The Uncertainty Paradox
The Primacy of Doubt: From Quantum Physics to Climate Change, How the Science of Uncertainty Can Help Us Understand Our Chaotic World
by Tim Palmer
Basic Books, 2022 ($30)
Certainty is the currency of politics and social media, where boiling down complex issues into simple, bite-sized nuggets is now the norm. In his new book, The Primacy of Doubt, climate physicist Tim Palmer argues that the science of uncertainty is woefully underappreciated by the public even though it is central to nearly every field of research. Embracing uncertainty and harnessing “the science of chaos,” he says, could help us unlock new understandings of the world, from climate change to emerging diseases to the next economic crash.
The first section is a dense discussion of major questions and concepts in physics that illustrates how, among other things, systems can go from a stable state to a wildly chaotic one with little warning, but the book picks up speed when Palmer gets specific with accessible, everyday examples. The sharpest chapter is a crash course on how to predict the weather, a process Palmer helped to modernize. He explores the history of the forecast, starting with the first public storm warning in 1861 that used data from telegraphic stations from around the U.K. and taking us to ENIAC, the first programmable electronic computer.
Such efforts paved the way for the probabilistic forecasts used today, which predict the chance of rain in a given hour and provide the “cone of uncertainty” for hurricane tracks. This backstory puts our weather apps in a new light: if we required certainty to make choices, these tools wouldn’t exist.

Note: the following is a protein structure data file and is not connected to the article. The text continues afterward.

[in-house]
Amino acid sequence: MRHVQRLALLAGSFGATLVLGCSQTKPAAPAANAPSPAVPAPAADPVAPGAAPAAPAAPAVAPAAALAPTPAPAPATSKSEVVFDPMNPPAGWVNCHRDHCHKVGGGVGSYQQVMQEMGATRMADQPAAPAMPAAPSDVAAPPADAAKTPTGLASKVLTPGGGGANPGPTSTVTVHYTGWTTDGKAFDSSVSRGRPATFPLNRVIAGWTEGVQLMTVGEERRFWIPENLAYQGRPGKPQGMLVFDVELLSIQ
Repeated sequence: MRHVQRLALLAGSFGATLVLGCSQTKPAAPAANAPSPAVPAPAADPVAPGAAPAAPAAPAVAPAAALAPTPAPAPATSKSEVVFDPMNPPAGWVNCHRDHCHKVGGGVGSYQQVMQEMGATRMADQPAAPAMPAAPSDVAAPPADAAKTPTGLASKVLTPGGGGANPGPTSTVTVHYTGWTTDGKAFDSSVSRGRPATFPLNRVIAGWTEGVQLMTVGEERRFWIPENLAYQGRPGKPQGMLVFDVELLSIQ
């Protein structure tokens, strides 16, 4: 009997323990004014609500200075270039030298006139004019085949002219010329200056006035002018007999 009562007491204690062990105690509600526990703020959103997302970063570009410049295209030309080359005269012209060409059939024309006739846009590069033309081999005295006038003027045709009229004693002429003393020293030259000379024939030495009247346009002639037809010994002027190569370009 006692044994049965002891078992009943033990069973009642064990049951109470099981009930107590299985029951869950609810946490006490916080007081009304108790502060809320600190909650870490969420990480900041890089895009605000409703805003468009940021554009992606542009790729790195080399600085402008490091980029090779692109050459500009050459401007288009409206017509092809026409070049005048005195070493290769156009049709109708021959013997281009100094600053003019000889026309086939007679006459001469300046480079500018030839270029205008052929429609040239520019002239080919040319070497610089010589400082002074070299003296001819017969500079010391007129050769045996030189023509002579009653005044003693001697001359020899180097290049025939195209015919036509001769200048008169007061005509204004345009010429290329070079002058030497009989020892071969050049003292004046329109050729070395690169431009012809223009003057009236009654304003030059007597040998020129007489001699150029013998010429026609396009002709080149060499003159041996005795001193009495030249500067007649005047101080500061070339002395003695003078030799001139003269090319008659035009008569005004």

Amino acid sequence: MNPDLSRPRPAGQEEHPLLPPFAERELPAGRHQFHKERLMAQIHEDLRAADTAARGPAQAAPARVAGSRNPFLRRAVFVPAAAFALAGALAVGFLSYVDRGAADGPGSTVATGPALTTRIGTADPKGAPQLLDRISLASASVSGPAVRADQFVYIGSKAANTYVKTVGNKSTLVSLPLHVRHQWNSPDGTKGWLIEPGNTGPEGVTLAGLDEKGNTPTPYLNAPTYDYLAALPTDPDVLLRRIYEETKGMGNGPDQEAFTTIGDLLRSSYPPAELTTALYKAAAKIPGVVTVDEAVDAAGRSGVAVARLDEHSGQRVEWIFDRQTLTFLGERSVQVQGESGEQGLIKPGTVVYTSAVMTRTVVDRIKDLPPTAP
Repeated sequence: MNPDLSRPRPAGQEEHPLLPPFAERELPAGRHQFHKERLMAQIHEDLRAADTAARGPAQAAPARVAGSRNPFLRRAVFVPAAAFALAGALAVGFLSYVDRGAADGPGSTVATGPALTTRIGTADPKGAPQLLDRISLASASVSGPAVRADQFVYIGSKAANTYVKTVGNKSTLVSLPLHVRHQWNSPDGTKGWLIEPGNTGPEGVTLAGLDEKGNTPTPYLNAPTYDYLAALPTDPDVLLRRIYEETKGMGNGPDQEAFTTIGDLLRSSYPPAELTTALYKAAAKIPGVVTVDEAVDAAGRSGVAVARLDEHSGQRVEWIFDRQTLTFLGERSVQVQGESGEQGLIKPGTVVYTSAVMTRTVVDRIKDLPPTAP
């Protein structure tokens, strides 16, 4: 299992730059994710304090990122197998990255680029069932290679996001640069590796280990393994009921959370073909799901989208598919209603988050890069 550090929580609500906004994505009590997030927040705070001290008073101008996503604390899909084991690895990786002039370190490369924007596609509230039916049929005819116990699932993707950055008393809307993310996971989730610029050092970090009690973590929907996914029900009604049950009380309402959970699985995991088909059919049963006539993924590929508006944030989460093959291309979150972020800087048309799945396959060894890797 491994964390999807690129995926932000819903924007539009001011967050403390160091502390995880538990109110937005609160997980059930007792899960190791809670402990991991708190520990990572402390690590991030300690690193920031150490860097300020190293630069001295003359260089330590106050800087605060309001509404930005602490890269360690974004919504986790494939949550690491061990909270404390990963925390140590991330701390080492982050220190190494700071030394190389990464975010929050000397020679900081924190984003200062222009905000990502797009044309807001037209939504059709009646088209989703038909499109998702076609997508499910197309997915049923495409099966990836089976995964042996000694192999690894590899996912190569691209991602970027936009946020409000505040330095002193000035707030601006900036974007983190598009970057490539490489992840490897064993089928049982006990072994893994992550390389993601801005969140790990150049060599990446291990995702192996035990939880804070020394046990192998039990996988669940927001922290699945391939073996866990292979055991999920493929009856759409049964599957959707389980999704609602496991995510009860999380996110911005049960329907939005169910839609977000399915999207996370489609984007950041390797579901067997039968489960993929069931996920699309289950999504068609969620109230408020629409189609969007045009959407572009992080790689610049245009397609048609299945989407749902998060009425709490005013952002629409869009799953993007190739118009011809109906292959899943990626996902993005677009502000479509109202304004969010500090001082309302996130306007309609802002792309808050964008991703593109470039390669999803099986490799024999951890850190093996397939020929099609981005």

Palmer is also a major contributor to improving climate models and is among the researchers who won the 2007 Nobel Prize for authoring the Intergovernmental Panel on Climate Change reports. His chapter on the topic, however, is a mixed bag. It excels in explaining evolving areas of research where reducing uncertainty is vital to figuring out just how bad things could get, such as whether clouds will speed up or slow down warming. Palmer proposes some interesting avenues for making the most of—and in some cases resolving—uncertainty, notably calling for a “CERN for climate change” that would focus on modeling how rising carbon dioxide and natural shifts in the climate will interact regionally over the next couple of decades (rather than globally over the course of the century). Doing so could help predict, for instance, long-term droughts in Africa’s Sahel region, giving governments and humanitarian agencies a head start to stave off famine.
But Palmer struggles to frame both the uncertainties of climate change and the severity of its effects. He tees up the chapter (subtitled “Catastrophe or Just Lukewarm?”) by defaulting to a both-sides approach: Are the “maximalists” right to suggest we’re in an emergency and should decarbonize as much and as quickly as possible, or are the “minimalists” right in suggesting that uncertainty is grounds for delaying action? The truth, he writes, is somewhere in the middle. Palmer notes that doubling atmospheric carbon dioxide alone would warm the planet by one degree Celsius. (That’s without factoring in feedback loops it might cause, such as the loss of ice cover or more water vapor in the atmosphere, which would further turn up the heat.) This is, he says, “perhaps not something to make a big deal of.”